Mumbai: The Diwali spirit didn’t light up Indian equities despite traders and fund managers putting up a brave front. At the traditional Muhurat trading, the BSE Sensex opened about 70 points up, but the gains petered out after a while.
The index closed at 17,282.47, barely 34 points, or 0.2% above the previous day. The National Stock Exchange’s Nifty rose 10 points or 0.2% to close at 5201.8
To be sure, muhurat trading isn’t always an indicator for what happens in the Samvat year. Only a token trading takes place and mostly for religious reasons. In the past five years, except for a 5.86% spike in 2008, the Sensex has move only about 0.4% on Diwali trading.
In the Bombay Stock Exchange convention hall, which to the reporters’ eyes was more sparsely populated compared to the previous couple of years, traders who had come for the Laxmi puja exuded a sense of ‘cautious optimism.’
“Expectations are quite low right now but I have a sense that this is the bottom or we are very close to it,” said Ved Prakash Chaturvedi, CEO L&T finance. “The interest rate cycle will peak in the next six months or so and markets will not wait till that point.”
In the past Samvat year, the Sensex dropped about 19%, the second worst in 10 years. But then this was driven by a host of factors such as a slowing economy at home due to high inflation and interest rates, falling company profits and dropping investments; foreign investors too shied away from equities because of the debt crises in Europe and pale economic growth in the US.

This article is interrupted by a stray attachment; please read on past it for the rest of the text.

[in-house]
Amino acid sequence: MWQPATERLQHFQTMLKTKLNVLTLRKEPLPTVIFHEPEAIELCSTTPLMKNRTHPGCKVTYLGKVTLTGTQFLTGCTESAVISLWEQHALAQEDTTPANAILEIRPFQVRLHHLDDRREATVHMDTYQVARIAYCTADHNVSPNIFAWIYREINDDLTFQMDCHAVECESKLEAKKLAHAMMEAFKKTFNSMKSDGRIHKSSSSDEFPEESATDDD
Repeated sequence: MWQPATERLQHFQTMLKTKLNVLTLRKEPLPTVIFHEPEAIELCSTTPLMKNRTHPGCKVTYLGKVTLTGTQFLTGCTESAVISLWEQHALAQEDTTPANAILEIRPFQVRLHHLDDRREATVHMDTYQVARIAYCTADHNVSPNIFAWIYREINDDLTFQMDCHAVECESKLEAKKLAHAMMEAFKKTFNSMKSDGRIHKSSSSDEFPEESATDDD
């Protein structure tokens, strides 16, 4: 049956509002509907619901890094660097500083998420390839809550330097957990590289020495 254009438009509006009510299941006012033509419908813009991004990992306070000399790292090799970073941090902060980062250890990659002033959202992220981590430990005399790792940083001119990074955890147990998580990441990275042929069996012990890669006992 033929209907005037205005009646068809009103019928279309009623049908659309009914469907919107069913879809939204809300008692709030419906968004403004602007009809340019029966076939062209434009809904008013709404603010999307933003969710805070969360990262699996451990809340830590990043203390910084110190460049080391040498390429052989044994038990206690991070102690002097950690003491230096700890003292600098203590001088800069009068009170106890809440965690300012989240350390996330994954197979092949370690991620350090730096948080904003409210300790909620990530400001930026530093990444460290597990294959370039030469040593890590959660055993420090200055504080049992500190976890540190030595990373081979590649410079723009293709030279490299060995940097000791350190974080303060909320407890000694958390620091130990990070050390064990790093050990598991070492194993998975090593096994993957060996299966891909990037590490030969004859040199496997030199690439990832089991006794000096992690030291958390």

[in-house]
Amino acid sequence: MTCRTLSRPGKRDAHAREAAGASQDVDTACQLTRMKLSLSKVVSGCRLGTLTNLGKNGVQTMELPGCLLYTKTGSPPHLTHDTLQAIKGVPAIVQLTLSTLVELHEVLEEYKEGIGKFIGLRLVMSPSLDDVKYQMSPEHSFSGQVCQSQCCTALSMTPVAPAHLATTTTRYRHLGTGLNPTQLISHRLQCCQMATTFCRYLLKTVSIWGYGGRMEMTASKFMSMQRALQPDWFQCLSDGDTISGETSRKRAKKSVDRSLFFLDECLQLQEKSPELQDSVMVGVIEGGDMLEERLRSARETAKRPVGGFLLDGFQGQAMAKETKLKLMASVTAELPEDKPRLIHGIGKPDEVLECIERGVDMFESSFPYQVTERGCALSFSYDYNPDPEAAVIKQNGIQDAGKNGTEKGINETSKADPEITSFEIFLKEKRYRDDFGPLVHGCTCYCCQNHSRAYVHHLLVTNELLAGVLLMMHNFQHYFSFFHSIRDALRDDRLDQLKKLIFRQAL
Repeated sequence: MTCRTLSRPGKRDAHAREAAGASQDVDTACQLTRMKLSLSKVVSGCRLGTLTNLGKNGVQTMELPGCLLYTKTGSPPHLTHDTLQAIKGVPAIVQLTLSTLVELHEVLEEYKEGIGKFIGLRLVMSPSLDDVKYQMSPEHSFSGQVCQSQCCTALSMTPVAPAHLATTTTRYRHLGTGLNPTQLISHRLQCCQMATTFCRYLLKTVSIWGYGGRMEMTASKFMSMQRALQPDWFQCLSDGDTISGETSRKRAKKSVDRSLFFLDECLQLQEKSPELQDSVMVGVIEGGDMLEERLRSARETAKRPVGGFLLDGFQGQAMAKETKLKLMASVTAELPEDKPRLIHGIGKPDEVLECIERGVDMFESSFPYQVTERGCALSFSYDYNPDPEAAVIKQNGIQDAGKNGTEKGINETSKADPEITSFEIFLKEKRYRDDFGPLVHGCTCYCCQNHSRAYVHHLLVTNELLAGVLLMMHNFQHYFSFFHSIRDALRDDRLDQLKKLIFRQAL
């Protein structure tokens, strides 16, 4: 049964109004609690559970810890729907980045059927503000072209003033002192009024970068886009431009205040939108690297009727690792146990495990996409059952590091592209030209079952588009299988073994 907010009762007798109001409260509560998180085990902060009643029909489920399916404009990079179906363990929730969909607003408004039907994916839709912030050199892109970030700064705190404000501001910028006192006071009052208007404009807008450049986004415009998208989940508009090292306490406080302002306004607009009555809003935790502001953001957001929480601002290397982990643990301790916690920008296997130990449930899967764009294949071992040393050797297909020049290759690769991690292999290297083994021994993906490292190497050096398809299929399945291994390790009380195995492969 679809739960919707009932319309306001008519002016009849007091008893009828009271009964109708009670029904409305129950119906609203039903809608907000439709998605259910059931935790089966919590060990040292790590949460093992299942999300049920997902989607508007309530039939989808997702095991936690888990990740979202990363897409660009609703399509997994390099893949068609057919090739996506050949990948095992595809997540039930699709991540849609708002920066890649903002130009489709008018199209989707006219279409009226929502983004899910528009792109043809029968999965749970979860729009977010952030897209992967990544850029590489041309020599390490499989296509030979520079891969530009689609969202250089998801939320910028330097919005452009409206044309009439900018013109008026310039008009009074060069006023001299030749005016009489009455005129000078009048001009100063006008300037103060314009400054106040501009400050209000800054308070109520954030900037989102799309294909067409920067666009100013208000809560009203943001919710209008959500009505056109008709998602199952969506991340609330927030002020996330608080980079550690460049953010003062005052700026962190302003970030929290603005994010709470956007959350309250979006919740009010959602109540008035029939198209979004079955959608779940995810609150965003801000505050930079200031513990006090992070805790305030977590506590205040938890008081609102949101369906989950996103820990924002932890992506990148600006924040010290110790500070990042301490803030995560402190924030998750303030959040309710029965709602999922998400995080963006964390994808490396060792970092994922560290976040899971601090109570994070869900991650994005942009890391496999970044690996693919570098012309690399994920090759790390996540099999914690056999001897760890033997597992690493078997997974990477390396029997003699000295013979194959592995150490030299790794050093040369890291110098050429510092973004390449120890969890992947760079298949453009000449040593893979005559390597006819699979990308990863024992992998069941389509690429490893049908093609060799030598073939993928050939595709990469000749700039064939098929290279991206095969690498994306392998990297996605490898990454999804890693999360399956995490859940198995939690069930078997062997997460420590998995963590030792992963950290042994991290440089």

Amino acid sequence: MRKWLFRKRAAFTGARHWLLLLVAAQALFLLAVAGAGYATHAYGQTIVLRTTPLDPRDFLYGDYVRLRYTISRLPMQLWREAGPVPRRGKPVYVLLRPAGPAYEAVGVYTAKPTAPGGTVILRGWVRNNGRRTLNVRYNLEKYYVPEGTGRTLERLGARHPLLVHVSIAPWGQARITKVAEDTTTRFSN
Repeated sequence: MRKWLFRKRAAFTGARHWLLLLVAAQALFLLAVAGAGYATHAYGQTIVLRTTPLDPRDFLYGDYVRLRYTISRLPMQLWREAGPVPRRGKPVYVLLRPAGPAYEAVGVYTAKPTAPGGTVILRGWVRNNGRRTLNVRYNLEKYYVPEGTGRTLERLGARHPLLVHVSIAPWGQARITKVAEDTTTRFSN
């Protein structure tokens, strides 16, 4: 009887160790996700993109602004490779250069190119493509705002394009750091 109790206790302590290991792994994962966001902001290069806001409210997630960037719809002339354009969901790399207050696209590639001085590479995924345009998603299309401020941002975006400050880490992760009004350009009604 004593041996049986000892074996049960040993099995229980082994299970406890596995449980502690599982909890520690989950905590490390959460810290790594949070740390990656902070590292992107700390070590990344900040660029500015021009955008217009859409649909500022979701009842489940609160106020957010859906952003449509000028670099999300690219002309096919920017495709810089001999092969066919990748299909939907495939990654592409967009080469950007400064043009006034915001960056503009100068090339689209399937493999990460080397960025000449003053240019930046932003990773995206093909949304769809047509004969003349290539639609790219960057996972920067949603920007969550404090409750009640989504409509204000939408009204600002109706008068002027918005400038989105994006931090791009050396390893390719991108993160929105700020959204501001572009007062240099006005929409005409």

“Risk aversion is quite high,” said Ambareesh Baliga, CEO of way2wealth. “Bad news on both the domestic and overseas fronts are already there in the price. If there is any positive (news) that happens, the market will move up.”
These factors haven’t changed much albeit the Reserve Bank of India adopting a more dovish tone in its monetary policy statement yesterday. But some pointed out that no two consecutive summers have been bad for local equities. Others went on to say that markets will scale a new high.
The consensus among fund managers and traders is that interest rate-sensitive sectors such as banks, capital goods and infrastructure would be among the first ones to bounce back.
On Wednesday, however, capital goods, public sector unit and healthcare stocks led the gains sentiment.